With all this being said, just how can you control birds and keep from nesting in the barn rafters?
Unfortunately, there is no full-proof method but there are several things you can do to minimize their presence.
Start with Smart Barn Construction
Soffits and eaves of a barn can be protected from becoming exits and entryways for birds with the addition of a simple wire barrier. This means at least when the doors and windows are sealed, the building can be protected from bird invasion.
Windows should always be screened to protect the horse from mosquitoes and other insects and this will also serve as a barrier to avians.
Doorways can be fitted with long plastic strips that will allow human and horse foot traffic while providing a soft barrier to birds. Naturally your horses will need to learn how to happily navigate the strips but with the right introduction most horses can be trained to accept their addition to the structure.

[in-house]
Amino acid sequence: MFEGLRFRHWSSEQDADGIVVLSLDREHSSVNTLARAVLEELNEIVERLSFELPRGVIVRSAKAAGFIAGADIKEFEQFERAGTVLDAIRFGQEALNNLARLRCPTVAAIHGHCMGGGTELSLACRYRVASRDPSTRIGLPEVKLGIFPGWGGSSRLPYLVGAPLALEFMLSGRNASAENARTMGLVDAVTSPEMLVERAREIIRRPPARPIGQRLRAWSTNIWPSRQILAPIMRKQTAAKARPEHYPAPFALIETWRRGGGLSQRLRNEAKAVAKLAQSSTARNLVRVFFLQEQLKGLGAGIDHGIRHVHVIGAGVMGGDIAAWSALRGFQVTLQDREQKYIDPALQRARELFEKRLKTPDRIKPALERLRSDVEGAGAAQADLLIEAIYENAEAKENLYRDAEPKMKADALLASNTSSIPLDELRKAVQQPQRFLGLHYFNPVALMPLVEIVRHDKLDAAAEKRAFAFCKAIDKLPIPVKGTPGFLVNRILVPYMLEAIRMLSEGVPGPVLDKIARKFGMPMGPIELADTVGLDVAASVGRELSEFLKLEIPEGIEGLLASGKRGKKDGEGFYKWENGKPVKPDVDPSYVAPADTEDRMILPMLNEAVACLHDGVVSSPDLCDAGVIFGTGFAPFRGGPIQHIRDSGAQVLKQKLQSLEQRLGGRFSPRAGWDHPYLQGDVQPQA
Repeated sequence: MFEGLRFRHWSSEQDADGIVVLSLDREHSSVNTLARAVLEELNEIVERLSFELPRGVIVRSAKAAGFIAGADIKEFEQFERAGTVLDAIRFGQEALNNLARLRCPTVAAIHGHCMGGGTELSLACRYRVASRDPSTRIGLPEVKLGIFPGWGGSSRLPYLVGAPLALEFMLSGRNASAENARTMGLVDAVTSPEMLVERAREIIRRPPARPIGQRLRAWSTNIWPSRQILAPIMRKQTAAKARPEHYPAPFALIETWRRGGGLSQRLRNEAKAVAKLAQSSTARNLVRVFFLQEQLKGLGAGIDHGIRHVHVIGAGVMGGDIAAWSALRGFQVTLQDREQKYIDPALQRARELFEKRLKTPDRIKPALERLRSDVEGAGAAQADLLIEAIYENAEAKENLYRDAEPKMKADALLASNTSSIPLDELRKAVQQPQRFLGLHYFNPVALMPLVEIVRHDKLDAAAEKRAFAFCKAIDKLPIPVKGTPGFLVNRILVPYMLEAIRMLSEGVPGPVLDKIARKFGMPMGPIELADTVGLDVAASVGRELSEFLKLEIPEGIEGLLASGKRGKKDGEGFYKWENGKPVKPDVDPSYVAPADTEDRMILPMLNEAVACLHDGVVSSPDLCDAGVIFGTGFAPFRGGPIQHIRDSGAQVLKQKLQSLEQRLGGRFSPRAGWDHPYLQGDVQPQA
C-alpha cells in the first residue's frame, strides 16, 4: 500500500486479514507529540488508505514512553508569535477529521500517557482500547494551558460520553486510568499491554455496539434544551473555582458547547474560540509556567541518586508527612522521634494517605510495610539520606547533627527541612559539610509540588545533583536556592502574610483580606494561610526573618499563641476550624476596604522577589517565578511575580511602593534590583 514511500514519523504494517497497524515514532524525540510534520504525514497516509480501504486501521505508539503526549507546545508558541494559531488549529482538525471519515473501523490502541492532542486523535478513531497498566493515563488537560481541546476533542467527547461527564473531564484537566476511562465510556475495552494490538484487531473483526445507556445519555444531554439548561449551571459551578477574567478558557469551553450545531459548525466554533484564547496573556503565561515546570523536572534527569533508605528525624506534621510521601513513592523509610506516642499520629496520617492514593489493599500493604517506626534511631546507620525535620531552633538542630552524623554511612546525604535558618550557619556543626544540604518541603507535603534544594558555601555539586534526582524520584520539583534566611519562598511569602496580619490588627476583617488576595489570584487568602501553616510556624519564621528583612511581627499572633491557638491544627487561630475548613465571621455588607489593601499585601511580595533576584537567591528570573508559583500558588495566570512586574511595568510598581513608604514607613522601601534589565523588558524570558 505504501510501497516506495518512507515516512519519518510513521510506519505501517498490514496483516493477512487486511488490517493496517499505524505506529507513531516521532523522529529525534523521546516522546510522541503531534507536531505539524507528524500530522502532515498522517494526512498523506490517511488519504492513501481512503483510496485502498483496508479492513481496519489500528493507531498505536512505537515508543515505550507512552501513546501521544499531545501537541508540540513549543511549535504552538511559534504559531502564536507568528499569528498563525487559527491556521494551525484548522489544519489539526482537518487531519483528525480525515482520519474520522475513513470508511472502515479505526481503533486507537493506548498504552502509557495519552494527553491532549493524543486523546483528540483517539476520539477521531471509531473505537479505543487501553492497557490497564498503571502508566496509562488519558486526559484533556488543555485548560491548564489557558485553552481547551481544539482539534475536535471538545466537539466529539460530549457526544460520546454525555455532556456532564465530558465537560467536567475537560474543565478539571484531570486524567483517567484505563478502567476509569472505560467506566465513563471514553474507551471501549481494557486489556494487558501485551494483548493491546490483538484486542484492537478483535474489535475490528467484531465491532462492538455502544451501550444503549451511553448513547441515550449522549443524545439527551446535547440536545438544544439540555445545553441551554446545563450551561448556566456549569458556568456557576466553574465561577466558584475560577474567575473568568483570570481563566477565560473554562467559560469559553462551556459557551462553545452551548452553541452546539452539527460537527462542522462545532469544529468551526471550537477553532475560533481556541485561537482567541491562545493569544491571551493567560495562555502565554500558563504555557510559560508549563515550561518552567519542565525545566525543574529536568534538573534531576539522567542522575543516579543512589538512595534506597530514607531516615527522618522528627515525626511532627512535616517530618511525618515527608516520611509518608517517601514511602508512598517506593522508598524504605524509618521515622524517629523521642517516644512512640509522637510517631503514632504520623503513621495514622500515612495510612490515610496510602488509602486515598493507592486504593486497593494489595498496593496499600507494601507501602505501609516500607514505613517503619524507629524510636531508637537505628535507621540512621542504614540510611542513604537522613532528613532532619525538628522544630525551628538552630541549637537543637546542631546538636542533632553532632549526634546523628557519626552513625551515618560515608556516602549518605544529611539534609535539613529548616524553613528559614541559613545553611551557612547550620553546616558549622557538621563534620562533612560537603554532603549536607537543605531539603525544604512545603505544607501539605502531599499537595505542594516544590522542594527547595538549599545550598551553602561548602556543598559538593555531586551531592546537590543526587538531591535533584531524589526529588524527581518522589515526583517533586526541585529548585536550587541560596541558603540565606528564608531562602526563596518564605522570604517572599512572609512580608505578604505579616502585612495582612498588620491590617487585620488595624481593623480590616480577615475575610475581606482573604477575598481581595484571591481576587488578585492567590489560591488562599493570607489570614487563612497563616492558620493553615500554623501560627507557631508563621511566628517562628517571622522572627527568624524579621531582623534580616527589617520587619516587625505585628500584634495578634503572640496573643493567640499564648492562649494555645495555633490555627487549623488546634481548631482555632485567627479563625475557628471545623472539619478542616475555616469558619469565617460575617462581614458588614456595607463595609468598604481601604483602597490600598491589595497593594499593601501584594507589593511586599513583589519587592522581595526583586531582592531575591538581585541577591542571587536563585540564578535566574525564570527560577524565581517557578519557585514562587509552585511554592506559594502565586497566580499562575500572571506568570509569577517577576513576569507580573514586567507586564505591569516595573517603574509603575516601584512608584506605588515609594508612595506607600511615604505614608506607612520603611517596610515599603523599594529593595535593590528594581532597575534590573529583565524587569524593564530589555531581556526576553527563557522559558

The sill at the top of the wall (top plate) where the rafters sit and where birds love to nest, may be fitted with a board to facilitate a literal catwalk so your feline friend can hunt down birds on sight. Some folks advocate laying sticky tape on top of surfaces where birds like to nest to put them off setting up house. Personally, I think this is inefficient as at best it will quickly dust and become ineffective and at worst you’ll have small vermin stuck to it, which may pose a health issue from botulism as their carcasses decay.
You will not be able to completely stop the presence of birds in the vicinity of the barn, as weathervanes and cupolas are perfect perching spots. However, you can protect your gutters and roof edges from a parade of pigeons setting up as ‘soldiers in rank’ with simple anti-perching, anti-roosting bird spikes. Made of bendable plastic or stainless steel, these spikes humanely deny pesky birds a place to land as they have blunt tips.
Don’t Rest When You Spot A Nest